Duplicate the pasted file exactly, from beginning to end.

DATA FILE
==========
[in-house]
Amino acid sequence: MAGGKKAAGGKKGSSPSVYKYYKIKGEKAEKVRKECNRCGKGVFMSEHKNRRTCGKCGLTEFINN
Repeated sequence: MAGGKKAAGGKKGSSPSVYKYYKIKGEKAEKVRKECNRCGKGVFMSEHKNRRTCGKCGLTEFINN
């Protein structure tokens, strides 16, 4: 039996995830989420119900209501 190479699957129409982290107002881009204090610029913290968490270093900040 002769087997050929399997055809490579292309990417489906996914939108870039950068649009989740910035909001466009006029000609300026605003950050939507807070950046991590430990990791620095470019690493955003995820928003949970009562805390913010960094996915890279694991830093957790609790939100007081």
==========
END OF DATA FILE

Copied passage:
[in-house]
Amino acid sequence: MAGGKKAAGGKKGSSPSVYKYYKIKGEKAEKVRKECNRCGKGVFMSEHKNRRTCGKCGLTEFINN
Repeated sequence: MAGGKKAAGGKKGSSPSVYKYYKIKGEKAEKVRKECNRCGKGVFMSEHKNRRTCGKCGLTEFINN
């Protein structure tokens, strides 16, 4: 039996995830989420119900209501 190479699957129409982290107002881009204090610029913290968490270093900040 002769087997050929399997055809490579292309990417489906996914939108870039950068649009989740910035909001466009006029000609300026605003950050939507807070950046991590430990990791620095470019690493955003995820928003949970009562805390913010960094996915890279694991830093957790609790939100007081």